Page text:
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Uaw ing Star and Catholic Messengers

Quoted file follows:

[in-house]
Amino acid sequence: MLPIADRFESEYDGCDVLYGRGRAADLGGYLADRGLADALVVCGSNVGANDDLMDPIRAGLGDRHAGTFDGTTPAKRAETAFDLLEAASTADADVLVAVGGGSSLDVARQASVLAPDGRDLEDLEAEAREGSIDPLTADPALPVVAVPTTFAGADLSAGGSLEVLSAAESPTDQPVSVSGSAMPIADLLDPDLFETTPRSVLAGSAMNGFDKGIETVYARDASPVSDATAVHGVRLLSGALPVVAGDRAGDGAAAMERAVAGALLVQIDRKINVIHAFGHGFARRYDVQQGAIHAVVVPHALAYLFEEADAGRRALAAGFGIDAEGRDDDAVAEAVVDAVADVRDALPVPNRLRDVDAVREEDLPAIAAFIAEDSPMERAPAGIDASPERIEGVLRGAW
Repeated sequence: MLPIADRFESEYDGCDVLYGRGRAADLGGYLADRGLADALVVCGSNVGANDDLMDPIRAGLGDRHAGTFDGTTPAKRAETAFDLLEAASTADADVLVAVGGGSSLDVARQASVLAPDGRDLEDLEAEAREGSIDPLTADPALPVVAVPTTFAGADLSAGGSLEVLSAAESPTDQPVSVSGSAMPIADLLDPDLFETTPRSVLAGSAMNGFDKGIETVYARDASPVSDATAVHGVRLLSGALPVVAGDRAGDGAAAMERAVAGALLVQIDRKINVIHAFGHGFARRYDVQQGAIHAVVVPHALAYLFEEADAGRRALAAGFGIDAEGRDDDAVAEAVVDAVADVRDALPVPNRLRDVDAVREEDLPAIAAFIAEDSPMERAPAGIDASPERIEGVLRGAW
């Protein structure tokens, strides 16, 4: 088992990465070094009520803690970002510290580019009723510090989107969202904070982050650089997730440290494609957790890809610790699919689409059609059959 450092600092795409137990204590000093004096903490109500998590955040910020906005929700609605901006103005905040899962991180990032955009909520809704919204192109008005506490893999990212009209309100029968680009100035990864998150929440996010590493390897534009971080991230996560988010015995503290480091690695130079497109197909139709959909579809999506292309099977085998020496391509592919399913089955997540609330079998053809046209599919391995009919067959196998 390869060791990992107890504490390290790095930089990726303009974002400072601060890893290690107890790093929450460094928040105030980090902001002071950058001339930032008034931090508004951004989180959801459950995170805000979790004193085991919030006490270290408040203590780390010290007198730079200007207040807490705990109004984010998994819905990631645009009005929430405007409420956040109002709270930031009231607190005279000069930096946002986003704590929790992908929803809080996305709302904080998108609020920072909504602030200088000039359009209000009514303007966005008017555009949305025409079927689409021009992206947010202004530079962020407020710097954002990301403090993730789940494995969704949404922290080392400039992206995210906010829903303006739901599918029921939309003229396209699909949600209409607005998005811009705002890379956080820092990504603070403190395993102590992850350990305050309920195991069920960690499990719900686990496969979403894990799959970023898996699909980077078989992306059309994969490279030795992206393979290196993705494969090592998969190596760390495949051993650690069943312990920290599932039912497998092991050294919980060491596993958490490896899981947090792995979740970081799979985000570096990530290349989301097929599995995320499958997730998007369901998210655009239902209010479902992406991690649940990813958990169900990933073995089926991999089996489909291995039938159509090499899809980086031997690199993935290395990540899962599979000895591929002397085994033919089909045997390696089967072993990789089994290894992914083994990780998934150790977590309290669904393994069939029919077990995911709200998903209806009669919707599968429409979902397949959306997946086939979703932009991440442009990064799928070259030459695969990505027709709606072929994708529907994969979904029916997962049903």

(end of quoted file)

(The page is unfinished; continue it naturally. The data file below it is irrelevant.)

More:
VrWaga c ZVEar est3DAY MOwDTO. UW. ONLP IU. SVNDA?. SZPTEZMNR 30 11x1 gAL A3 * o TIo WU. ............. SO-ttitesstb sisy after omts. T e eL-l. Jerome. Doaster f the Church. e.ei... Oc. 1--Lt. Greory T e ro.eq e 5tt Aaerdtheu rels. 'ý.eeats yt-e s3--St.* • Martyr. latesy...rL 4 -t. 1trlsels of tAslss. S8..... oM. 5-Sta. . Wdow. Y ....0e0. S-St. Bruso. tereme of hatches. The Rev. Pastors will plece bear in mind that the annual colleetion for the Propagation of the Faith is to be taken up on Rosary Sun day, Oetober 7th. They are requested to make the returns, e the lateet, by October 15th, addressed to Rev. John H. MoManuo, Vicksburg, Miss. By order of the Bishop: I,, V.GO. Rev. Father Victor Bally, recently ordained in Natches, har been ordered to the Sulphur Springs Mission, in Madison county. Daring the night of the 17th of September, the Rev. A. J. M. Goillot, Pastor of St. Peter's church, Carenoro, Lafayette Parish, died of coneumption st the parochial residence attach ed to the bchurhob of Breaux's Bridge. He was a native of the Diocese of Lyons, France, and was about thirty-two years of age. Alterat RuraraT SocrTrr By. VI1CENTT D embers of this Boelaty will commenee next Wednesday, October 31, at 7:30 P. M., in St. Joseph's cburch, and will end with a general commun alon on Sunday. October 71h, Feast of the Rosary of the Blessed Virgin. The exercises will be conduoted by the Lasarist Fathers. To-day, BSunday, Feast of St. Michael, the services at the Church placed under his invo cation and of which the Rev. Thoe. Hleslin is pastor, will be of the most imposing character. Very Rev. C. Moynihan will preach at High Mase and at 7 o'clock in the evening the Rev. J. G. Footte will deliver the panegyric of the Saint. The Cincinnati Times gives the following table showing the extent of country and unm ber of inhabitants involved in the different India famines : 1837.. 50,0s to 95 000 square miles...... ,5m.000 souls lal... 4.t7 quae ites ............... 13 C1. O souls 166.. an30.5 square miliss..............1l.53.StO souls 1874.. 40 i0s squsre milel ........... 7.t4 050 souls i516..138 9t squars mtll ......es.........4 007,971 souls Mr. E. Dwyer Gray, I. P. for Tipperary county, has forsaken Presbyterianism and be come a Catholic. Mr. Gray is now in his right fal place at the head of the leading Catholic newspaper in Ireland, the Dublin Freemnsas Journal, and actually at the heed of the Irish press. This is the second Parliamentary convert from Presbyterianism during the present year, Mr. Biggar having been re ceived a shbort time ago. "Bishop Dubois, of Galveston,'" says the Philadelphia 8SItadard, "was twice captured by the Texan Indians. Once the savages tied I him to a tree and were preparing to burn him to death, when hoe pleaded with them, epenking the Spanish language; told them he was a chief, and asked to see their chief. He wee sent for, ard the good B:shoprepresented him self as a chief in the Church, whereupon he was relea-ed." - - -- From the S:. Louts rWatchmia we learn the news of the death of Sister Mary Agnes, the oldest member of the Order of the Visitation in the United 8tates. She died in St. Ltuis on the 1.th of September. She was descended from one of the oldsat Maryland families, her name in the world being Henrietta Agues Brent. At the time of her death she was eighty-one years of age. She was Superior of the Order in Mobile from August, l45, to September, 1n,2. God the Teac7er of Mankid By Michabel Muller, C.88.R. New York : Ienziger Brothers. Mi.w-lloawrs By Henry Edward. Cardional Arc'. h shop of Westminster. New York : The Catholic Publication Society. From the publishers we have received copies of thes6 two elegantly gotten-up Catholic volumes, a glance into the pages of which sat isfies nos that there is a rich prospective treat awaiting us in their perusaL After reading, we shall share our opinion of them with our readers. AFrntR Iun VacATrON.-From Mr. E-dere' card to-day, it appears that be has established his Catholic Agency at 7S Carondelet street, a much more central locationn hn the last. At the opening of the season be annoncnes his readiness to supply the community as heretofore with any thing that may be wanted in the way of books, stationary, and all sorts of devotional articles sruch as beads, crucif.xer, pitoures, statuettes, bewitiers, incetee, etc. He gives special attention to couctry orders, I taking care that every article is most carefully packed. The Petit Mosirteur of Paris devotes a long article to the inner life of Marshal MacMahon. He always risee at G in the morning, shaves, and dresses abd descends into his cabinec de iresilt. At 7 o'Eslock he receives the bith fuoc tionaries of his civil and military households, with whom he works till t. HIe then goes out for a ride for a couple of bours, when there is no Cabinet Counrc:l. The councils sometimes last three hours. "The Marshal," says the writter, " rery rarely speaks, but when be does his lagolage is always concise, sensible and to the point.' At 11 o'clock he glances over a aummaryof the Frenoh and foregn papers, and * espelially the attacks made on him by the damgotgic preses," which " make him shrug hbls saLolders with coatempt, but cothing more" At 11:30 be breakfashte with his family. At noon he again goes into his cai)at d, irarail, where he remains up to 4 o'clock. He then tebse a walk or a drive with the Duocbes, and retrue at 6 o'clock, whea be reas the latest treleghr s and military sews. H dines at an goes to bed at 10. The oly pleasures he is feed of e ridicg and shooting. He a:s very litte and does not smoke. The Great Famine. We call particular attention to an arti cle which we copy from the London Table*, detailing some of the horrors of the East India famine. A whole population is re duced to the condition of living skeletons and one and a half million of them have already died. In certain districta depopu lation is going on at a rate which would sweep off every living soul in less than a year. The immediate cause of all this is an al most total failure of crops from drought. The more remote and responsible causes may be worth investigating hereafter. It would seem, though, at a first glance, that grain enough could be sent in by wealthy proprietors like the English aristocracy to keep all their slaves fat, even if there is a failure of crop. In our Southern States a".' - r s- him snrq to die of starvation, because of a crevasse which had swept off his entire crop. Cer tainly not. He would simply mortgage his lands and try it again. The English Gov ernment ought to advance supplies for this emergency and take a mortgage and enough real estate to make reimbursement safe. But as the English Government is not disposed to do anything of the sort, a com mon humanity prompts every body to do drawn down to the earth by the slowly weaving net-work that famine is throwing around them; mothers are sitting idly down with the vacant stare of exhaustion I fixed upon their despairing features; children, little children, have ceased from t their play, they have even ceased to ask f for bread ; weak, wan, silent, they lie t down and wait. Wait I Wait in vain for Eog;and. What will New Orleans dot . The Burials Question. The London press and public are no* I profoundly agitated over the question of a where and how people shall be buried. t This may be an indication that the world is s about coming to an end, ifiit implies that, t all topics of importance to the living bav- , ing been discussed and settled, the onward e flood of public interest has finally reached t, the grave-yard. It is at any rate strenu- o ously maintained that it is an indication of u the approaching end of the English Church a establishment. ii It seems that the public burying grounds t, have been hitherto monopolized by the r State Church, and that now other sects b are claiming the right to use them. In o support of this claim they urge that all other public places are open to common p use, no distinction being made between o saints and sinners, believers and unbe- ti lievers. Why should the dead be discrim inated against. We hardly know how the ch.nrchben have answered this poser, but t t -y certa;anly have been hanimering away at it until public opinion is ar; iving at the point of red heat. Tne London Times aveerts that the next session of Parliament wi l cer tainly pass a bill opening the public ceme teries to the public. Thereupon another mighty question sn pervenes: Will the established clergy be obliged to cfliniate over tVe bodies of men who did not belong to their faith!7 The Tilme actually holds that they will be obliged so to do, on the theory that every : Englihshman must be construed to be a member of the English Church, just as be is ,r' the English nation, unless he has repudiated it by visibly joining some other sect, as he may repudiate English cit;zen sh:p by becoming naturalized in another country. This assumes trat membership of tie Church is a civil matter, not a re ligions one. The curate says: that man was not a member of the Church ; the law sa s : he was. Whose business is it to know T The answer to which is that the onion of Church and State is in modern times con etrned as a partnership, in which the side that furnishes the money is senior partner. The senior partner generally assumes theo logical jurisdiction, and coolly threatens a dissolution of the partnership if the junior, that is the clerical branch, shows restive ness. In Germany and other continental Protestant countries the "S:ate Church" Shas been whipped in long ago; it is only in Eogland that its clergy are somewhat etuck up. This comes of calling their bishiops "my lords." The modern, and rather ungodly, John Ball is making up his mind to drop their lordships from his Parliament and their salaries from his budget-the first becnause there are lords enough without them, and the second because there are entirely too many taxes a without theirs. SThis will, however, he a more indepen s dent position for them, if they really have d any faith in their Church, because it will a leave them free to settle their own ques d tions of doctrice and discipline. At :east we suppose so, though Bismarck claims control for th.e German Government over the Catholic Church in that country, not w, ithstanding that it is not the StateChurch. The late Bishop Ketteler, of Mainz, speak t ing one day of the miison of the press, said: " I believe that if St. Paul lived fow i wouln:d e publhb a newspaper." t5 i to Levy Bros'. ieQ Msagaine street, for tei e-y C7goer Thlers In Another Role. The London World of the 12th inst. has as article which pate Mr. Thiers in a very singular light. It asserts that the facts whiheb it recites come from a source that .,j absolutely guarantees their crrectn . ed. We quote: "Shortly after the dismissal of the Jules t Simon Ministryon the 16th May, when the Chamber of Deputies had been prorogued for in a mouth, and it was known that Marshal Mao co Mahon would probably usk the Senate to authorize him to dissolve the Chamber, an as a which he could only perform with the Senate's alt consent, Monsieur Thiers sent for a gentle man who bhad held oMoe in the late Emperor's g court, and whom be knew to b.ia-ointimate ab prennal relations with the Prince Imperial. To this gentleman M. Thiers suggested that he should proceed to England. see the Prihoe Im- no perial and invite him to throw the votes of the thi imperialist Senators, who were scofloiently nn merous to determine the majority, Into the e scale against a dissolution, so that Marshal po MacMabton should be left faee to face with a Senate opposed to his policy, and an openly ostale Chamber. which be could not dissolve. ha "This muast sa a atton without issue for Ma Mahon, and must compel him to resign." when be (M. Thiers) cal would be proclaimed President of the Repub- im lie. "'In that case," said U. Thiers, "I am prepared to make an Imperialist Marshal"- lit whom he niamed-" Commander-in-Chief of sal the army, with the command at Paris, and to give two seats in the Cabinet to Imperialists," rl naming a person whom he would wish to bold thb one of these seats. " I should do this" said M. Thiere, " with a view to leaving the empire my heir" (mon heritier). " for I am coonvnced tia that a permanent republic will be made imi possible in France by the excesses of the Rad icals." La The World goes on to say that the gentle- da man who had been thus approached by I. mi Thiers went to England communicated I with the Prince Imperial" The Prince po Iar, litely and with sundry kind messages de- let clined the ctTer. iH:s party had a'ready Ir made arrangements with the Goveri:nent eoc for the coming election, which cou:d not honorably be repudiated. cal According to this account, II. Thir.:, the rea great Republican, was willing to imake the Ao Empire his heir; he had bo hope for Re- 1 n publicanism in France. The great Repub lican patriot co.venanted to appoint an IL Imperialist to the command of the army tnr and to the supervision of Paris, and to give the two cabinet places to Imperialists. This Eu speaks for itself, the only question being as to its authenticity. Certainly the World ma would not compromise itself by publishing pe such a statement as " facts communicated fri to us from a source which admits no doubt ne of their correctness ;" unless their confir- sit mation was within its power. It was a oat matter of too grave an importance, involv- ma ing excitements of too intense a character, the to be lightly dealt with by any journal of respectability. Error on such a scale would en be sure to call down the indignant rebuke o of an outraged humanity. tot What has been the consequence of the ha publication I Not a ripple on the surface to of the sleeping Ocean of Radical indigna- for tion. The telegraph has tripped lightly along she without noticicg it,-very judiciously, no hat doubt, cr.sidering the facility of proving tht the charge if trni. Radicalism is aredhot an, kind it courmodry, but wonderfully tem- Bpi pered with cunning when necessary. No doubt it has bee.i boiling over, since the as publication, with a rage which it is not re- at] strained by tim;dity from venting. It is ha not timid, for it hai almcst universal pos- Nt session of the public ear in Europe. It th infects every grade of society from the m, peasant to the prince, for it is nothing but co a revolt against truth and justice and God. oil The spirit of the world, hating God and hating his Church and hating all legitimate authority, calls :teeif Radicalism. Its quietude it tace of the Thiers expo- Is sure does not result from want of confidence in the forum before which the charge would in have to be tried-the tribunal of public opinion ; it io, much more probably, the in result of a conviction that the charge is am true. i - G , om m ncated.; di Tae children wLo now throng our streets n' will, in a few years, be the citizens wielding a the destinies of the community. How ntces- 01 iary. therefore, that their beads and hearts n should be properly prapared for that great destiny. Mind, I say heads and hearts-not heady alone, Lor hearts alone-for a learned sconudrel or a good-hearted booby would be t about equal as rulers for the people. o As the school year has jest commenced, now u is the time for every earnest Catholic to use t all his influence in persuading his non-Catholic ft friends to withdraw their children from the I public echools-where all duties to God are carefully ignored-and send them to the Cath- b olic e~hools, where all sciences are taught, in- " cluding the highest of all, RELGosO. . The extreme moderation of the.Bplgign rail way tariff at present can only be appreciated upon comparison. A tirst-class passenger who travels Aixty miles by rail pays in Germany I about $2, in Franoe about $2 50, and in Belgiaum Sl 43. Travelling third-clame, yon pay in Germany $1, in France $l.3~5, and less than 73 cents in Belgium. The contrast is still more favorable to the latter ouontry if, as isa usual n I on the Belgian lines, return or excursion tick- 0 eta are used. Turning to freight charge., we rind that a 'on of merchandise (not including a coal) pays for sixty miles' transport over Ger- r man roads from $2 'i to $2 90, for the same ex tent of carriage over French lines from $1.35 to $$20, while in Belglium the rates range, ac- ; cording to the nature of the freight, from a minimum of90cents to a maximum of$2 10. We need not point out what advantages are thus c insured to native prodoucers, as compared with I d those of the neighboring countries. For a few days more, until removal, dry t r gods at crst pros at Levy ]rost/er, Mrar i e set. ( eastaiesmted ) THE GRBAT FAMINE IN IYDIA. al as -p TEsTIrMOr OF CATHOLIO IIaslONlRIaS. 4 " The following we translate from the tI it "Jfissions Catkeliques," a Monthly, publish- r ' ed Io the interest of the Catholle minions dl "Slne our issue of the mouth of April of this year, in which we spoke of the famine ir in Pondichery, we have received several b c eontributions from charitable persons, d It which were instantly forwarded to the Sstarving Christians of Pondichery. The d generous donors cannot fail to receive God's b s abundant reward, and the Christians who is were relieved through their charity, will m t not neglect to call upon their benefactors 0 the bleesingsof Heaven. Meanwhile, how- of s ever, the famine has assumed greater pro- tl I portions. From the Vicariates of Pondi- cc chery, Coimbatur, Madura and Madras, m . harrowing accounts have reached us, which T t epic tle- greau. . t °tb ) calamity in the most vivid colors. It is do impossible for us to relate all, but from the dt - little which we will say, our readers can 'f safely conclude that the surplus of tempo- O ral goods, with which God has blessed ct d them, could not be applied to a better use tii than for the relief of the famishing Chris- at d tians and Catechumens of South India. as In consequence of the famine, Mgr. or Lavuenan was obliged to issue, in the first to - days of April, the following circular to his ca missionaries: I In spite of the rain, whiob fell in certain lo- wi _ calities, the famine eontinues to desolate a to large portion of our Vicariate, and the pop u Slation moved by the charity and spirit of eac r:tice of the Catholic priests, flocks to you in on large inumbers, to ask of you the life of the m t eot through holy Baptism, at the sae time t implor.ui you to srve their corporal life in t:roui h 'iouir alms. Notwithlsanding the dire co calamtry wita which we are sfficted, we have reasons to tsank God for the rich harvest of an souls, wbich he has been .pleased to send us. fu Ac-ord:ng to the yet incomplete reports waich - 1 ave received, the number of pagans, old and cr you-rg. who were bap'ised since September, us 1-i76 reaches 6,C00, and the number of registered t Catechomens amounts to about 3,000. Unfor- en tunately our resources do not correspond to th the wants by which we are surrounded. Al- he though at toe first news of our misfortunes e Europe sent us considerable donations and be gave us hope for more, I am afraid that we shall not be able to answer all the calls to be I made upon us. We have np to this time ex pended more than 50,000 rupies ($5,000) and Sthe expenses are increasing every day in a Sfrightful manner. " " Therefore I think it ca t neoessary to stop giving further alms, in order do to enable us to become cognisant of our real situation and then to take proper measures for ca our future safety. This temporary suspension op is also made necessary by the faillng health of many of our missionaries, who are, most of them, very nigh a state of complete exhaustion thi from their incessant labors and from the many privations which they have been obliged to I endure. co For this reason I must request of you, that co on the receipt of this circular, you shall cease to receive any moreCatechumens, until I shall So have otherwise directed. he I cannot close this letter without expressing, to you, dear co-laborers, my heartfelt thanks in for the truly aposetlic abnegationsof which you os have given proof and which you continue to show forth amidst the great trtiulatiuns which r have befallen our country. May the Lord, of through the intercessi6oi if Hi's Bs-seed Mother w and of St. Joseph., reward you for it in this life t and in toe life to come, by crowning your sit spiritnal labors with the desired success and enricoxug yon with his graces and b!edesnga. 0 It is more than cnd to be obliged to send e away ttonoatacds of pagans askiog to be in structed, for no other reason than because ure re is hare not the material means to succor them. tt ' Naturally it is the missionaries who are ' the most aflicted over this prohibitive e measure of the Right Rev. Bishop; they, of it course, recognised its wisdom and neces eity, but nevertheless they thought them- T t selves boned to tell their Bishop of their C e sorrow. Thus among others Father Four- It cade wrote on the 17(h of April, from Al- 1 ladhy to Mgr. Lavuenan: : ee Yesterday evening I received your circular Id in which you forbid nus the receiving of new ic Catechumens because resources are want ing. It is impossible for me to describe the 1e intensity of my grief caused by your letter. I I is saw already the time drawirg near at which , all those who, up to this time, bad hardened C their hearts, were going to listen to the call of b God's grace. Villages. whica tn former years a did not furnish one Catechumen, have already ts sent a considerable number now, and the c others were favorably impressed. From Beil ug amur, for instance, six families came and es- others iad given their names. It will thus be d tes neceasry to send them away !! I could name , - you villages, which are in precisely the n tot same situation! iot The famine is on the increase: true it has ed rained rwice in Alladhy and i:s immediate t neighborbood, but not enough to commence the planting of seed; if there is no possibility of planting In April, what will then become of us? The people that we send away, will die t i of Lunger, before we can baptize them. In t ae this district we are six priests, all young and lic full of vigor-and we are condemned to inac be tivity. I write this letler in the middleof my neo ire phytes, who cry from hunger: I bid you good th- bye to turn my attention to those unfortunates, in- whose very hife depends on the alms which I am about to distribute to them. If we torn our eyes from Pondicberry to il- the vicariate of Madura, we meet with the same sad story. Father Trincal, S J. the ho indefattgable apostle of Central Madura, 1 ny writes on the 21st of April, to his seperior, um Father Darientort: in I have just concluded a trip of five weeks Sin the eastern and sonthero part of my di- i tricrt, and every where I have foond the atmoet re misery, the most frightful suffeetg. There is sal no want of rioe, the English steamers bring 1 ek. every day full cargoes; prieseven fell in con we sqaeunce, but the country gsople, who are wont to live upon their dr labor, bare no ig money, for they had to spend all their savinges er- right at the beginning of the fsmine, and Ssince labor is completely arrested, there is no thinking of eaaning ay more money. All the I 5 ablebodied men lsft for Ceylon and other c- parts, to look for work, and have left their wives and children babhind with the promhae of We soon sending them assistance. But these promises are not kept for the cholera and sa other dimeass sweep away numbers of ml ith rants already exhausted by their log saf Iferings, and those whom they left behind witth the promise of assisting them reeoive often iesteed of aseistauce the news of the deth d ( r their natral supporterms. Blasie my e e ne ytoep a 1 all very poor, yo es --m l iusn in what desolate eonditisms I head thesm I aated at Jeust to save the most abandoue ehilgrnp, and bought for that pur poe w00 measure of rice. Every child re oeivwe.now dally fr the value of about two cents; that is bately balf enough to. still their hanger yet enough to save dhem from starvation. il ite manner I have Weght 100 rapise worthbof rie foe the other parts of my distrot. This mal, very small aiovIdsio will last till the begilblfg of Jane, at which tine the famine will et be ened, dhe I she moss favorable snppestons no crops will be gathered before e end of August or the beginnieg of September. What then is to be done I I have got about 60 rupie ($30); and I if can buy no more rioe. all my children will die and to save myself frtom the same ate, I will have to go to Madurs and beg Father La barthere to share with me the small contents of his store rooms. Never have I been so sad in my life, since I have had to view daily so" muoh sofering. The above gives extracts from the letters f of those devor-d missionaries, which, for tie sake of brerity, we have had to curtail, contain, it seems to as, a ta'e of sorrow and misery which needs no further commentary. The only practical questions which we here venture to propose is: Could nothing be done, or rather ought not something to be s done for these poor, unfortunate people of the far East in America, or at least in New Orleans, which is known for its proverbial charity whenever oceasion offers to prac tice this most excellent of virtues t Making abstractions of the temporal relief which an assistance from this source would afford, ought not the spiritual results, which are to be derived from a charity given in this s cause, to be a sufficientmotive appealing to t we meet with thousands of pagans desirous I to be instructed in the truths of Christian ity and ready to embrace the Faith of the one, true and living God. It is within our means to procure this incomparable bless ing to them, or at least to some of them, by contributing a small alms, the aggregate amount of which would create a small t fund, with which many of those poor creatures could be saved bodily and spirit- C ually. It may be objected that we have 1 enough poor at home to support. True e that charity well regulated commences at I home, but this rn'e does not prevent it from I being extended also to other parts of the world. This famine in India is a calamity of such magnitude and so unprecedented, that it calls for extraordinary help. Seldom also a does an opportunity offer itself where we can, by a small material assistance, co operate in so direct a manner to the exten- I sion of the Kingdom of Jesus Christ, as in I the case of this famine in India. a The Editor of the MonxLG STiAt hass consented to open a subscription list in its " columns for the famine-stricken districts in Southern India. The amounts thus collected, however small, will be duly acknowledged in the paper and forwarded directly to one of the missionaries referred to above, through the care of a Catholic clergyman t of this city having direct communication I with India and knowing some of the mis sionaries personally. "*" Catholic Total Abstinence Seeiety Items. From our zealous friends in Mobile we have received the following cironlars which explain the-nselves : HALL or MOBIL! CATHOLIC TOTAL) AssINmccc Socrwrr. Mobile, Ala., Sept. 26th. 1877. Parenant to resolutions adopted by this So ciety at their regular Monthly Meeting held July 5th, and ratified by the various Catholic Total Abstinence Societies in Alabama and West Florida, notice is hereby given that a Convention will be held in St. Joseph's Hall, in the city of Mobile. on Wednesday, October 10th, 1577. at 10 o'clock A. at., for the purpose of organizing a Diocesan Catholic Total Absti nence Union. N. PHnst.N, President Official: Joan H. Fox, Secretary. MoutLx, Ala., Sept. 231, 1877. At a meeting of the Board of Officers of this Society held this day, the following programme was adopted for the First Convention of the Catholio Total Abstinenoe Societies of Ala bama and West Florida, which will be held in St Joseph's Hall, Mobile, October 10th, 18;7 : let. The delegates and Society will attnd Solemn Mass in St. Joseph's Church, at 9 o'clock, A M., Wednesday, October 10th, 1-77. 2od. After Mass the members will escort the delegates to St. Joseph's Hall, where the Con vention will be called to order and presided over by the Right Rev. John Qainlan, D D., Bishop of Mobile. 3d On the evening of the 10th of October the Right Rev. Bishop will deliver a Lecture in Sc. Joseph's Church, at half-pest 7 o'clock. 4bh. Suitable arrangements having been made, the delegates to the Convention will be the honored guests of the Mobile Catholic To tal Abstinence Society. 5;b. The Reoeption Committee will meet the delegates at the depot on the srrival of the 6 o'oclock P. M. train on the 9Oh, and escort them t, the St. James Hotel. By Order of the Board of OfBicers: JoHN H Fox, Secretary. STATE Usto. or LoclstANA.--The delegatesr met last Wednesday night in the MORncNo STArn Hall. The programme adopted was the same as that outlined in these columns last week. First, there will be a three days Re treat, the public exercises of which will take place Wednesday, Thursday and Friday, 10th, 11th and 11th October, at 7:30 '. at. in the IJessitdi eorch. Then, on Sunday morning, 14th, there will be a general Commnnion; during the day a parade, and in the evening the distinguished Redemptorist, Rev. H.Giesen, will deliver an address in the Church of the Immaculate Conception. As usual a limited number of oomplimentary tickets to the Lec tore will be issued for distribution by the members among their friends. St. Joseph's Cadet Aes:ciation will meet to day. St. Theresa's Society will hold a special meeting this evening. The Caiholic Col-sbias has made the wonder fal disoovery that " a Catholic paper dose more gebd in a Catholiofamily than plag tobacco.' r Excellent bargains in dry goods at Levy rsI ethet aesTine street. Death of Uister M. Themas edwlggsa. Died at Natehes, Mississippi, September 2d, Sister Mary Thomas (in the world Hannah og. 8wiggan), Sister Servant of St. Mary's Orphan Asylum. She was a native of County Tyrone, Ireland. In 1839 shbe beeasnme Siste of Charity of g Vincent of Paul, at 8t. Joseph's Mother HBou, Emmitteburg, Md. After ten yesas spelt there she labored for mere than eight years is St. Louis, where at one time shebo took par is organizing the Cholera HospitaL 8ines Marsh, 1857, she was in eharge of the Asylum at Natobes. bDring these twenty years she toiled faithfully aed painflly, never shrinking from labor or privation, never fail. ing in her trust in Divine Providence. She found sixty orphans crowded togethein two very small buildings. 8he suoooeeded is at. ing two larger onued, in which both health aud comfort could be better secured. She established within the Asylum a sewltg. room, or industrial school, which not only po pared the orphans to earn their living mato suceesfuOly, buS ilkewise, w en mateneas w more prosperous, enabled them to coontribute largely to the support of the institution. To her energy and activity we have been chiefly indebted for the success of our Orphans' Paire, not only through the work she accomplished herself, but through the seal and encourage ment which her example gave to others. We can hardly doubt that her life was shot. ened by her bodily exposure and her meuntl solicitude for the welfare of the children en. trusted to her. Every winter she would visit verinn e sve to aolicit help from th* .. .ha table workmen. This always coet her muob suffering, because on a steamboat she was almioted with such nervousness as kept her awake all night. But it likewise exposed her to all the changes of the weather, at all hours of the night and in places where even rough. men could not find comfort ; in circumstaners, sometimes, when the captain of. the boat thought it seriously dangerous for her toland. She had an unbounded trust in God, asfs'e' had an unbounded generoesity towards Him. This she manifested, not only by her spirit of self-sacrifice, but by her love likewise for "the beauty of His house and the place where His glory dwelleth." In all her poverty she con trived to decorate beautifully, even richly, the chapel of the Asylum ; not diverting means from the neeeessities of her children, but by applying her personal labors and those of her Sisters, and by communioating to others her own spirit of love for the Blessed Sacrament. During her-last siokness, the period occurred at which every year the Adoration of the Forty Hours s hebold in the chapel of the Asylul When it was proposed to defer it, lest ti crowd of visitors to the chapel through then suoosesive'days might give her disturbease and increase her sufferings, she begged thsiit might go on as usual. She would gladly bes the disturbance for the sake of having oar Lord bonored, and for the blessings it would bring to her and the Community. Her wish was gratified. She seemed even cheered and strengthened during the exposi tion, and there were hopes of her recovery. But our Lord was satisded with her labors, and He called her to her crown. Strengthened and consoled by all the ble. ings of the Church, in the fall enjoyment of her senses, surrounded by her Sisters, by the Clergy and by her orphans, many of them set tied in life and some of whom had made long journeys to visit her in her sickness, quietly and peacefully as she had lived," she fell asleep in the Lord " on the Feast of one of her Patrons, St. Thomas of Villanova, himself a prodigy of charity. She was buried on the 24th of September-a day likewise coneerated to heroio charity-the Feast of Our Lady of Mercy for the Redemption of captives. " Who shall find a valiant woman ? Far, and from the uttermost coasts is the price of her. She hath risen in the night and given food to her household. She bath opened her handto the needy. All her family are clothed with double garments. Her children rose up and called her blessed. The woman that feareth the Lord. she shall be praised. Let her works praise her among the people."-Prov. zrxi. Opening of Oar Colleges. We call special attention to the adverti* mente on our fifth page announcing the open. ing of the session of 17,7-78 at a numbdfo our leading educational institutions, which will take place as follows: St. Aloysics Academy, directed by the Broth' ere of the Sacred Heart, corner of Chartres and Barracks streets, Monday, Oat. let. Jesuits' College, Baronne street, i~aidy, Oct. 1st. Jefferson College, St. Jamee Parish, cobdo) ed by the Marist Fathers, Tuesday, Oct. 2nd Students will leave the city in charge of one of the Fathers on board the Henry Tete, st 10 o'clock, Tuesday morning. Spring Hill College, Wednesday, Oct. 3rd. Students will leave the city in charge of one of the officers, on the Mobile train, Taedsy nextat 7.30 o'clock A. M. The Presidentan bs seen at the Jeauits' College in this city daily from 10 A. M. to 3 P. M. St Charles College, Grand Qotean, condooted by the Jesuits, also opens next week. Faths Montillot, who can be seen at the Jesite'C0 lege in this city daily from 1 to 3?. wiD leave Wednesday, Oct. 3rd, at 5 P. w, by tho Opelonsa packet, Bertha, and will takeoP of students entrusted to hise care. "PrrTLrNG oN TE LIVERY OF HIEAVIE O 8uava ----."-All intelligent readers oknow I the quotation, and thousands must lately h5er been reminded of it, by aeeing on the str.ee Scorners some very showy pictures representia Saint John of the Cross and Saint Theres, aol then noticing that the said efglie were used merely as adrertieseentf to help the sale of sone i patent medicines! We warn all Catholic,, simple and learned, to avoid being galled by enobh irreverent chf. Leave it to be enoonuraged and supported onlY by the ignorant mob who revile and Jer at the Churoh and her Saints--eand we will see ,how quickly the nostrum dealers shall ohadUd their emblems.